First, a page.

Process of Sale

Nota Simple Informativa

Once you have found a home you want to purchase, you should get a nota simple informativa. This documentation from the Property Registry (Registro de la Propiedad) certifies that the property is free of debt, belongs to the seller, and if the description of the property matches what the buyer has been told.


There should be an agreement between the seller and the buyer until the public deed of purchase is ready. This can be a simple document in which the seller expresses their intent to transfer the property to the buyer, and the buyer expresses their intent to buy at the price and conditions agreed upon. At this time, the buyer also gives to the seller a percentage of the agreed-upon price, usually around 10 percent. The typical agreement in Spain (arras) is if the buyer backs out of the contract, they lose the deposit; if the seller backs out, they have to pay double.

Certifying the Transfer of Property

Once the mortgage has been obtained, the property transfer must be certified by a notary. The deed of purchase will be given to the buyer after the notary reads it and the parties present agree to the contents of the deed.

    You must present:
  • Proof of identity (or power of attorney) of both parties
  • Seller's title of property (a form that reports the investment to the Central Register)
  • Buyer's payment
The buyer and seller must sign the contract. Beneath their signature, the notary signs using his firma protocolizada and the deed is ready for taxes.

Property Registry

To fully protect your newly purchased property, register your title at the Property Registry. A standard fee of about .4 percent of the first 6,010,121 euros is charged (or as little as .02 percent for over 6,010,121 euros).


Most people need financing from a bank to purchase a home. An appraiser (tasador) is responsible for evaluating each case. Appraiser's must be paid by the buyer, usually between 300-500 euros. Tasador are also licensed architect and may be a valuable resource for evaluating the structural integrity of the house.

    The documents typically required by a bank are:
  • Work contract
  • Last 3 paycheck stubs
  • Latest income tax return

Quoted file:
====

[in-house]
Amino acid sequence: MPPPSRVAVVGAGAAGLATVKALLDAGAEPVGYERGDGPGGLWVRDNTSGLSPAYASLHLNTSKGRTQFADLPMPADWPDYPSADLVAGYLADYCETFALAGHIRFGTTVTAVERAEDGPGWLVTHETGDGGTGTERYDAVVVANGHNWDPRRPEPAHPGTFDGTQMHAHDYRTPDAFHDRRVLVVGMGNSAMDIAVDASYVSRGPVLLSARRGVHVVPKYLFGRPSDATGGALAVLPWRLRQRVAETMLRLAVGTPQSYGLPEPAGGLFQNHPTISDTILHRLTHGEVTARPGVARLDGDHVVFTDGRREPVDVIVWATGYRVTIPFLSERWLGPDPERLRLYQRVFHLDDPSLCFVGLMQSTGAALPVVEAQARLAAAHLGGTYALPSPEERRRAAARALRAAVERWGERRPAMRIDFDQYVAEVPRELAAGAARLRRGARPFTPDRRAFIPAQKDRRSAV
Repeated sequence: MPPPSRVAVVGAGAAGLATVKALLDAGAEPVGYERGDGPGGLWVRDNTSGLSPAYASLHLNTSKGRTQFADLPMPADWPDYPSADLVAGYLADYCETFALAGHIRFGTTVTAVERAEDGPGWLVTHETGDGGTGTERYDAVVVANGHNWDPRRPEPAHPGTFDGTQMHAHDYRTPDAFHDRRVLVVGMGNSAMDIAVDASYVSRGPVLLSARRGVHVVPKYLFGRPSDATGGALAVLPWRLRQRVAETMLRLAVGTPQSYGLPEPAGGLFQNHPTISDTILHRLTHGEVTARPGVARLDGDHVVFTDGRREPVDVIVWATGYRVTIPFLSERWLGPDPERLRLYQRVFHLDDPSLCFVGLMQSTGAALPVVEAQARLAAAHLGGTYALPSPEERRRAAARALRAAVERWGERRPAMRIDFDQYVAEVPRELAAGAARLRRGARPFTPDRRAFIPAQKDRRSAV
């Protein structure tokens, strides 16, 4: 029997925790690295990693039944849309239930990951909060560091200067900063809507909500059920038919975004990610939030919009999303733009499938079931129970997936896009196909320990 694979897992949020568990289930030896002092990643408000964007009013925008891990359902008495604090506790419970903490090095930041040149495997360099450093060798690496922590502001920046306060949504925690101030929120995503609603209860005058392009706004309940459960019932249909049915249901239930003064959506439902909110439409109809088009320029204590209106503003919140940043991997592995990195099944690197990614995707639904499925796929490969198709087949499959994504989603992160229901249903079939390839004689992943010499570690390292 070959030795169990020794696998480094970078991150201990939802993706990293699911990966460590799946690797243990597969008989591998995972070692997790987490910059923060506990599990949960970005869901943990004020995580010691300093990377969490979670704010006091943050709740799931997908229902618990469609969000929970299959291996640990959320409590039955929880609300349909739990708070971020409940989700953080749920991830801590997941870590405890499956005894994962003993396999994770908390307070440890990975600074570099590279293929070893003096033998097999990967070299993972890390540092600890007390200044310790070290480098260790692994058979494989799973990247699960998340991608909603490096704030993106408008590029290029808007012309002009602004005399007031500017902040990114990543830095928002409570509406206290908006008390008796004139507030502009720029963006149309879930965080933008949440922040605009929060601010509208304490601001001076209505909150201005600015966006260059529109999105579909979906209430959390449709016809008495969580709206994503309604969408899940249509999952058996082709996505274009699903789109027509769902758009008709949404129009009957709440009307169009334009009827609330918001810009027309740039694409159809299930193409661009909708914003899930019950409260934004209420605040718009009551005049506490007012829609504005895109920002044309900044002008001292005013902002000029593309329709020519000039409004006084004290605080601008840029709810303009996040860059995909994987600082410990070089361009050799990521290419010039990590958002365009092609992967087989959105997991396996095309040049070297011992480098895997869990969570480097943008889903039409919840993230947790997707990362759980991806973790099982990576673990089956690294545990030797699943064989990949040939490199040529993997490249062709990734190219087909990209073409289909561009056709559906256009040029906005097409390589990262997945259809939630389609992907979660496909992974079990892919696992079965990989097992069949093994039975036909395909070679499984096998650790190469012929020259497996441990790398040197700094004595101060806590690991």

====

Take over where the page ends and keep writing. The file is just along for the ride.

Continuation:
• Pre-agreement with the seller
  • Proof that the property tax (IBI) on the house is paid up.
  • Other mortgages or loans that you may have
  • All property titles, both in Spain and overseas
  • Certificate from work authorities (vida laboral), showing your past work history
  • Records of your assets (bank/mutual fund statements, etc.)
  • Nonresident's: A certificate of nonresidency (form available from the bank)


Transfer tax (impuesto de transmisiones patrimoniales) - Specified in the deed, this is usually 6 percent. For real estate developers buying a building or land to be built on, the buyer pays VAT tax

Stamp tax (impuesto de actos jurídicos documentados) - Applicable to housing, this tax is about .5 percent


Investors in Spain are common as the country continually offers easy access to property, and a wealth of foreign visitors and expats. Investors may employ the power of attorney which enables the title deed to be signed without you in the country. The typical cost would be approximately 250 euros.


Buying at auction is very exciting and can offer you a significant savings. Note that most properties are sold cheaply, but may need extensive renovation. This option is not recommended for first time buyers, and even experienced buyers should bring a friend or advisor as a second opinion.

There is the opportunity to buy properties that have been repossessed by the Spanish Banks at vastly discounted prices. Many of these Spanish properties are brand new having being originally bought “off plan” by people who just cannot afford to complete their purchase and the Spanish Banks have no option but to repossess the property. Some of the Banks auction the properties through agencies while others sell them directly. These properties often come with a 90 percent mortgage from the Bank who has repossessed it.

Update 19/06/2012